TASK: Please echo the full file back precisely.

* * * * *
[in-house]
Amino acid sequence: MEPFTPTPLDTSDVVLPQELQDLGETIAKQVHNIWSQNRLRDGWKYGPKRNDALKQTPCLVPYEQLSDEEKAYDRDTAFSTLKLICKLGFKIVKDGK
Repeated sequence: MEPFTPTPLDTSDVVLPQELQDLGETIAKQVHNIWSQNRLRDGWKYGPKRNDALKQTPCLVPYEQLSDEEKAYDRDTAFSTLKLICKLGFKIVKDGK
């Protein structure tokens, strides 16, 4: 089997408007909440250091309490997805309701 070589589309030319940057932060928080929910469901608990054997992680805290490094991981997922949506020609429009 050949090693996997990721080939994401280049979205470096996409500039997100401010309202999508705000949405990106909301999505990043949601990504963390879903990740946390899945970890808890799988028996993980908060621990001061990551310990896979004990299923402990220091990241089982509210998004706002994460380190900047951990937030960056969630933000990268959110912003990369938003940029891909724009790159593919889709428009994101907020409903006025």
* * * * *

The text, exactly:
[in-house]
Amino acid sequence: MEPFTPTPLDTSDVVLPQELQDLGETIAKQVHNIWSQNRLRDGWKYGPKRNDALKQTPCLVPYEQLSDEEKAYDRDTAFSTLKLICKLGFKIVKDGK
Repeated sequence: MEPFTPTPLDTSDVVLPQELQDLGETIAKQVHNIWSQNRLRDGWKYGPKRNDALKQTPCLVPYEQLSDEEKAYDRDTAFSTLKLICKLGFKIVKDGK
């Protein structure tokens, strides 16, 4: 089997408007909440250091309490997805309701 070589589309030319940057932060928080929910469901608990054997992680805290490094991981997922949506020609429009 050949090693996997990721080939994401280049979205470096996409500039997100401010309202999508705000949405990106909301999505990043949601990504963390879903990740946390899945970890808890799988028996993980908060621990001061990551310990896979004990299923402990220091990241089982509210998004706002994460380190900047951990937030960056969630933000990268959110912003990369938003940029891909724009790159593919889709428009994101907020409903006025």